Monday, April 11, 2005

Blog Silence

Life being what it is, I will be ceasing to blog, or to read blogs, until further notice. My comprehensive exams are all-consuming through next September (see this), and Tanner needs my help learning to ride a bike without training wheels. See what I'm saying?

I really like blogging -- I find it an excellent medium for quick, provocative statements about issues theological and otherwise. And it doesn't require footnotes. But it's easier than re-reading about 100 books in the coming months in order to prepare for exams. So the only way for me to end the desire to blog rather than study is to stop for a while.

Not only my family and my studies, but Emergent is demanding more of my time lately. As Doug has said, it's time for us to "get busy" -- we've got to take this thing the next step, and that's going to take some hard work. Family, studies, Emergent, police chaplaincy, writing -- that's a busy enough life for me. Something's got to go, and for now it's Theoblogy.

I will continue to post occasionally on the Emergent-U.S. blog.

I'll be back...

Wednesday, April 06, 2005

The Trinity

So, as I put my 4 and 3 year-olds to bed tonight, they were yet again asking me about how God the Mommy/Daddy (as I refer to the first person), Jesus, and the Holy Spirit are all God. So I was thrust by my preschoolers into explaing the Trinity. I tried the old water as liquid, ice, and vapor, but I couldn't go through with it because of the inherent modalism in that analogy.

Then I looked up. I saw the ceiling fan in their room. Three blades, one fan. We turned it on, and the three blades fan.

I thought that was pretty good, off the top of my head.

What Is Practical Theology? Part IV

After an all-to-lengthy excursion into interdisciplinary method, it’s time to get back into the four core tasks of practical theology. Having been through the descriptive and empirical moments, the third moment of PT is the normative moment.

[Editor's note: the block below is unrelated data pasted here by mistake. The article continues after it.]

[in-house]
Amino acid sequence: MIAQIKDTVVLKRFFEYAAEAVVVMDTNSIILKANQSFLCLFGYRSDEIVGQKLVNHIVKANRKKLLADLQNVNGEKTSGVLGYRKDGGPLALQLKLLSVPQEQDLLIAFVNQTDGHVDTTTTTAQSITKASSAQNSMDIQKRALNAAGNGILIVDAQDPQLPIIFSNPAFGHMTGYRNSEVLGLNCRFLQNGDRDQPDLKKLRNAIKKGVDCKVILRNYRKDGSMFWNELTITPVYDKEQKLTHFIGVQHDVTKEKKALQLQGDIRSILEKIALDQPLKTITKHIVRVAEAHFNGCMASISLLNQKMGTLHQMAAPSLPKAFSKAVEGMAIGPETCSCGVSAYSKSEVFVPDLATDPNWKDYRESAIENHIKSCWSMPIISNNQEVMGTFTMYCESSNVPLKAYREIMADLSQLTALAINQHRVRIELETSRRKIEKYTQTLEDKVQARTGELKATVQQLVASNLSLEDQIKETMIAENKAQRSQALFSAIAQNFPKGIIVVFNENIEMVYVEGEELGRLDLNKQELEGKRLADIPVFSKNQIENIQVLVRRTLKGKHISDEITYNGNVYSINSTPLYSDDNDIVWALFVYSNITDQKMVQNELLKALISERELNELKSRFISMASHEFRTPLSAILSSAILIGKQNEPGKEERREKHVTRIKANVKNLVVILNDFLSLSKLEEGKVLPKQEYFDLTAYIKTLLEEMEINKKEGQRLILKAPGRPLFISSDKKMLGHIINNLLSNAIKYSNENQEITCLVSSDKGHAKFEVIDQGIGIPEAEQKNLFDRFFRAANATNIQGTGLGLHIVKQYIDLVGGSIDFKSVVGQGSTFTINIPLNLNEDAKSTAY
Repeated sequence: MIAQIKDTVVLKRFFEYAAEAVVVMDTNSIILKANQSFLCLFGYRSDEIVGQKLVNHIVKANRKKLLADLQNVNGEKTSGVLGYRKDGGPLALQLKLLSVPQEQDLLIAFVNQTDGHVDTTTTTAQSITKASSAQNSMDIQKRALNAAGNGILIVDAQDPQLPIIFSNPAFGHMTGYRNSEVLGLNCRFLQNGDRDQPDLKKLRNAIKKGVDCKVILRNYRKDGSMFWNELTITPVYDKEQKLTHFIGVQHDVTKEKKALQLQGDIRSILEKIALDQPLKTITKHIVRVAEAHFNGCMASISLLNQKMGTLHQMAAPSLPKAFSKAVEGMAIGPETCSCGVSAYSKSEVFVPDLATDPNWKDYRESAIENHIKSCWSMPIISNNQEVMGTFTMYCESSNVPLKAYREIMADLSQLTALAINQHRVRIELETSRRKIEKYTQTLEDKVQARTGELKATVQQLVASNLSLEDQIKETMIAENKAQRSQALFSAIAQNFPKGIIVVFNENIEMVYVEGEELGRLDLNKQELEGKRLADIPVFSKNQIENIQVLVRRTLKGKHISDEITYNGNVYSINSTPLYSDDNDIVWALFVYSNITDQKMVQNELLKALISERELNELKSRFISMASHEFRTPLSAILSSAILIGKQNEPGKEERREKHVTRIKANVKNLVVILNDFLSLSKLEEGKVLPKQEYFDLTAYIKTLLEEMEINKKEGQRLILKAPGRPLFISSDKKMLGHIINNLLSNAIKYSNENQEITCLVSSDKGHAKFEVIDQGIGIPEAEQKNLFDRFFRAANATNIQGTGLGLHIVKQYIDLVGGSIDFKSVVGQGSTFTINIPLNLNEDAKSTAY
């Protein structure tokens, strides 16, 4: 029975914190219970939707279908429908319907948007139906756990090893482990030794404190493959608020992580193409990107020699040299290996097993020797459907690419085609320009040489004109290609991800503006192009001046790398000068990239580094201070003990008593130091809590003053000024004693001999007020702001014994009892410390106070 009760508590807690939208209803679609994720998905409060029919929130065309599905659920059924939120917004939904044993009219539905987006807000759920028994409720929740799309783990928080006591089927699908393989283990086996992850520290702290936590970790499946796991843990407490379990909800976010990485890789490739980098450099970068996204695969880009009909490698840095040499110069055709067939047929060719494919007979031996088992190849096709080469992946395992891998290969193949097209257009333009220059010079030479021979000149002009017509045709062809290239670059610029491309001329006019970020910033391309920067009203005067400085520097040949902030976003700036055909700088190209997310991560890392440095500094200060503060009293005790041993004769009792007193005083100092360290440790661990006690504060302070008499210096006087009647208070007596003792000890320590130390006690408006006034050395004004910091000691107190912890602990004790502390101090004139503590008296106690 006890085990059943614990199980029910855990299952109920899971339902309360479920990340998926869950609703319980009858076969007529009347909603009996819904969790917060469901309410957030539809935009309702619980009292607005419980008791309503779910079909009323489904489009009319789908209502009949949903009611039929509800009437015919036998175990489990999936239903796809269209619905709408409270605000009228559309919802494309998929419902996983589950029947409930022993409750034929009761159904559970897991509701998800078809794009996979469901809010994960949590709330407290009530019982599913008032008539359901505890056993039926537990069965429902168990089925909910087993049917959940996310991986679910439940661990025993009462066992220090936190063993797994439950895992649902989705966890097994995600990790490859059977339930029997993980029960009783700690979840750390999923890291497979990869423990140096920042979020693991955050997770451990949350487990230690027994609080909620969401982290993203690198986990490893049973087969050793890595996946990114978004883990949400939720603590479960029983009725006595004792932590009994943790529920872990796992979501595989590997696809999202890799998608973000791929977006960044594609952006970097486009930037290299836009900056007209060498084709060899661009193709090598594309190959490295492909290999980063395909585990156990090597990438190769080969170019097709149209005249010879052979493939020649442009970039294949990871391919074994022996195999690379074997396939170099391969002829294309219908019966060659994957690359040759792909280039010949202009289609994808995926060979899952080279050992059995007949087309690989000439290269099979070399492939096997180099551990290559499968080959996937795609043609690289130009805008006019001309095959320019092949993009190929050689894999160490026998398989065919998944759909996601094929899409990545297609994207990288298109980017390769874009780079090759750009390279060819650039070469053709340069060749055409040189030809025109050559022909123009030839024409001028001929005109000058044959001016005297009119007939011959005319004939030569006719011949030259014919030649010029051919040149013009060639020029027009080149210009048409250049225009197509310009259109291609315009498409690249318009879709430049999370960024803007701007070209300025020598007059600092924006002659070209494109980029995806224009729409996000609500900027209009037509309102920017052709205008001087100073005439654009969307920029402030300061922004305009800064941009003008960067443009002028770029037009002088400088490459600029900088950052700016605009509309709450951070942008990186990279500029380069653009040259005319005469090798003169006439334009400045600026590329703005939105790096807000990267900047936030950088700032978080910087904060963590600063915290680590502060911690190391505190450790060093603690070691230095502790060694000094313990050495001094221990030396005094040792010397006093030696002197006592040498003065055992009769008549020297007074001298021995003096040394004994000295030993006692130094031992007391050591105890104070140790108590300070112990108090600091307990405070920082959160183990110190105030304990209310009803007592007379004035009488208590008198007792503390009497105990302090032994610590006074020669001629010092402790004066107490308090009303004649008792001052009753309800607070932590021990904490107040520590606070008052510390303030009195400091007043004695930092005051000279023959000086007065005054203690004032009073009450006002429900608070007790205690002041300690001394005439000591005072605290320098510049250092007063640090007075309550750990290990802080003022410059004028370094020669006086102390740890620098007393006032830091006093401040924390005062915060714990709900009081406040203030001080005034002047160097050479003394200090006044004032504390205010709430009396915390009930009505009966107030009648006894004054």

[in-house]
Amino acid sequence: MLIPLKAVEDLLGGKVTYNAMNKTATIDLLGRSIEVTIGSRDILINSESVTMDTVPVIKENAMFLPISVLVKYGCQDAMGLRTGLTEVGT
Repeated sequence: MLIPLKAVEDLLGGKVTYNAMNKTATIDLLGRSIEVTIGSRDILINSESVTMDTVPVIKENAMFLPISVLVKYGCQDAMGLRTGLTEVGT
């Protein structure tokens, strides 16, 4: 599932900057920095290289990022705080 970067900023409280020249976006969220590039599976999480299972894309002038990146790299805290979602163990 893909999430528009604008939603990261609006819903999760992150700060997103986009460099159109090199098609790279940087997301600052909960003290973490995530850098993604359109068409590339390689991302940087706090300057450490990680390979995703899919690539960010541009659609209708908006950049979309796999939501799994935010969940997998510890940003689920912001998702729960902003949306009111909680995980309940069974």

It is now, after gathering data and using the best of several disciplines to interpret that data, that the practical theologian makes normative claims for the life of the church. Often, practical theology is in conversation with the other volumes of the “theological encyclopedia” at this time, consorting with the likes of biblical studies, systematic theology, and church history.

But remember that the practical theologian is grounded in real-life, empirical data from church, society, and/or individual. In other words, the practical theologian does not think, “I’d like to spend my career studying the doctrine of sanctification” or “I’d like to write my dissertation on the Nestorian controversy” or “The world needs another book on the aorist tense.” (OK, simmer down. This is not meant to disparage those who do perform those important tasks. Without them, we’d never have to pay $75 for a book again!) The practical theologian, instead, is confronted with a problem. It might be a theological response to young women who cut themselves, or how to preach funeral sermons in the African American tradition, or how the emerging church is negotiating its relationship with culture (hey, there’s a great idea for a dissertation!).